I’m also working through the previous episodes as well so keep checking back if there’s one your looking for or you can email me at firstname.lastname@example.org and let me know if there’s a particular episode you’d like to have printable show notes for. I’ll prioritize episodes with the most requests.
This week I look at the benefits of training your team to press as a team. I’ve always preferred to have my teams play a high pressure defense. It puts us on the front foot and creates an aggressive mentality that carries over to every area of the game.
We saw this during the recent Women’s World Cup. There were a number of changes that contributed to the US Women’s improved play as they entered the elimination rounds but I think a one of the most important was the fact that we pressed much more than we did in group play.
The training session at the end of the episode will help you train your players to do a better job of pressing their opponents. This will allow them to win the ball higher up the field but more importantly, it will increase their confidence and speed of play across every phase of play.
Women’s World Cup
During the group games the US Women didn’t really press very often. But this changed in the elimination rounds. Two players would not be available for the game against China Lauren Holiday and Megan Rapinoe where out with yellow card suspensions so Amy Rodriguez and Kelly O’Hara would take their places.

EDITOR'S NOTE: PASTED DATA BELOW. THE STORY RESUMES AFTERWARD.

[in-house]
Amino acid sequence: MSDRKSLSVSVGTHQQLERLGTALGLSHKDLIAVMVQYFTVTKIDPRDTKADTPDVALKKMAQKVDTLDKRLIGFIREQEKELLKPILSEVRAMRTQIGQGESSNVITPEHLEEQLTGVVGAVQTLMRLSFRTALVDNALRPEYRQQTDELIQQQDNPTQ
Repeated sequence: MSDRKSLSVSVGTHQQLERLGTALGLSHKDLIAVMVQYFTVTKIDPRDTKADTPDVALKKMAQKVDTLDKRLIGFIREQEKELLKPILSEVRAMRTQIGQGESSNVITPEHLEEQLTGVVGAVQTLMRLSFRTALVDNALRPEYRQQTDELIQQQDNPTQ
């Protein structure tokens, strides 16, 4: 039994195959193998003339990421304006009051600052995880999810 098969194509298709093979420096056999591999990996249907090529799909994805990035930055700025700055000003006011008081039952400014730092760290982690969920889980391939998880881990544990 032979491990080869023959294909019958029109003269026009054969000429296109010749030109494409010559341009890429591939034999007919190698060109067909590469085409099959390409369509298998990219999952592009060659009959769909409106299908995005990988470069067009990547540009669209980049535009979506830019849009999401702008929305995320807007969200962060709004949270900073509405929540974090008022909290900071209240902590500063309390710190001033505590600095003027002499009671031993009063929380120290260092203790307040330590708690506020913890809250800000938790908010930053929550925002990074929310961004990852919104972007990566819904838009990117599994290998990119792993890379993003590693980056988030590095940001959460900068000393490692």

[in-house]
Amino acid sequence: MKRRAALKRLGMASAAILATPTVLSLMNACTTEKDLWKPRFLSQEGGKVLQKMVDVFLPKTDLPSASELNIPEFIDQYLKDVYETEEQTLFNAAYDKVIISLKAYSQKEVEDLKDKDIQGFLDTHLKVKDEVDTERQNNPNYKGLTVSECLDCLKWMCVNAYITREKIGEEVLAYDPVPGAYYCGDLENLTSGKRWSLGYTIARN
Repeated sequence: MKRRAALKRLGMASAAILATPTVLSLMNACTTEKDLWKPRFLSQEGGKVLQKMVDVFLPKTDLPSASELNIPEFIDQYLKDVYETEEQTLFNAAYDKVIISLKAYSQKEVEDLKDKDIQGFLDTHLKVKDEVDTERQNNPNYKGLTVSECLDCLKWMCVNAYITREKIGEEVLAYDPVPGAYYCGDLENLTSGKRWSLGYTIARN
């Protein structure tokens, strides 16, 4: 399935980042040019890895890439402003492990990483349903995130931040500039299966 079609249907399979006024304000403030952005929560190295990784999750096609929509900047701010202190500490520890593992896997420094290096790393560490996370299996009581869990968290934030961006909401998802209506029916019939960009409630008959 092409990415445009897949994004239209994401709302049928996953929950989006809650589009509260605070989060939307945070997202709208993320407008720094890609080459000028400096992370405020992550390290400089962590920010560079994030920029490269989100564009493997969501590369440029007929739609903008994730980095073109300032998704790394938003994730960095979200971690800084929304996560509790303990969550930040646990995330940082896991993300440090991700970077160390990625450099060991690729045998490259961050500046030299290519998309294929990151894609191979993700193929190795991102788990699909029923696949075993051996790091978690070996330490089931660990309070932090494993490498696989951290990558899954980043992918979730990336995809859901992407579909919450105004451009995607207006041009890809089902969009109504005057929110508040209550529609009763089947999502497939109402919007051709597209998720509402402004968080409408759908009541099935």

The team also changed formations. Some commentators called it a 4-3-3, some a 4-5-1 but I looked at it as a 4-2-3-1 with Morgan Brian and Kelly O’Hara playing as Holding Midfielders which allowed Carli Lloyd to play much higher than in previous games. Amy Rodriguez and Health played on the wings which left Alex Morgan playing up top alone.
These players and this formation allow the US Women to press the China defense and force them into making mistakes and losing the ball close to their own goa.
This totally changed not just the tactics but the team’s mentality. Pressing changes not only your defense but also your attacking mentality. Your speed of play increases because you’re playing hard and fast to win the ball so it’s more likely that you’ll keep this rhythm when attacking. By winning the ball closer to the opponent’s goal there are more opportunities to create goalscoring chances. All of this fosters a, ‘Go for it!’ attitude in the players.
The Keys to Effective Pressing
The first defender, the one closest to the ball, has to make it difficult on the opponent with the ball and make their play predictable. Forcing the player inside, toward their weak foot, into pressure to against the sideline with limit their options. Then the other defenders must be ready to ‘Step On the Next Pass’. Anticipating where the ball will be passed allows you to pressure the next player more quickly and limit their options.
If we hunt in packs then we can force them into a mistake and regain possession. If only one players pressures, they can find a pass, break our pressure and play wherever they want.
I love the energy this type of defending encourages. The players all have to be on the front foot and ready to pressure the ball or step on the next pass.
This is a very effective tactic with youth teams because young players are prone to make mistakes anyway. This puts more pressure on them and puts your team in position to take advantage of their mistakes. It also boosts the confidence of your players which will improve their play.
I found this pressing warm up on, ‘The Coaching Manual’ YouTube page. Here is a link to it.
The player across from the ball presses it. The player with the ball passes right and runs left and the pattern continues with the player across from the ball pressing it.